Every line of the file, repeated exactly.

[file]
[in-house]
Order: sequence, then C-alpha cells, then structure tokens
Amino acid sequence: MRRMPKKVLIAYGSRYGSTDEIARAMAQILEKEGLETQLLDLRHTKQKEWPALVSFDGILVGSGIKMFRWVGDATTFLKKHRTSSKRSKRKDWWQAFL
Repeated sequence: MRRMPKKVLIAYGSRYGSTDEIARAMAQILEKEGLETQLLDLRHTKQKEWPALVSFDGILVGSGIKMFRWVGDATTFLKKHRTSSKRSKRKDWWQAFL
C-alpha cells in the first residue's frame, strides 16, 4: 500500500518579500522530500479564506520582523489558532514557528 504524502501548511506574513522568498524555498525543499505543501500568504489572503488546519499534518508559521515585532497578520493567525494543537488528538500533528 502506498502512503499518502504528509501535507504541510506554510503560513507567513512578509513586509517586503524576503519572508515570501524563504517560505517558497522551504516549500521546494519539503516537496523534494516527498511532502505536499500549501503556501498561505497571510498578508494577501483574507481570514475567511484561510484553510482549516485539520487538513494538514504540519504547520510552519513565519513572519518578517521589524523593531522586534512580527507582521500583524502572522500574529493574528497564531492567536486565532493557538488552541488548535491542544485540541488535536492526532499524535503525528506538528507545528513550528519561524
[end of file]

[in-house]
Order: sequence, then C-alpha cells, then structure tokens
Amino acid sequence: MRRMPKKVLIAYGSRYGSTDEIARAMAQILEKEGLETQLLDLRHTKQKEWPALVSFDGILVGSGIKMFRWVGDATTFLKKHRTSSKRSKRKDWWQAFL
Repeated sequence: MRRMPKKVLIAYGSRYGSTDEIARAMAQILEKEGLETQLLDLRHTKQKEWPALVSFDGILVGSGIKMFRWVGDATTFLKKHRTSSKRSKRKDWWQAFL
C-alpha cells in the first residue's frame, strides 16, 4: 500500500518579500522530500479564506520582523489558532514557528 504524502501548511506574513522568498524555498525543499505543501500568504489572503488546519499534518508559521515585532497578520493567525494543537488528538500533528 502506498502512503499518502504528509501535507504541510506554510503560513507567513512578509513586509517586503524576503519572508515570501524563504517560505517558497522551504516549500521546494519539503516537496523534494516527498511532502505536499500549501503556501498561505497571510498578508494577501483574507481570514475567511484561510484553510482549516485539520487538513494538514504540519504547520510552519513565519513572519518578517521589524523593531522586534512580527507582521500583524502572522500574529493574528497564531492567536486565532493557538488552541488548535491542544485540541488535536492526532499524535503525528506538528507545528513550528519561524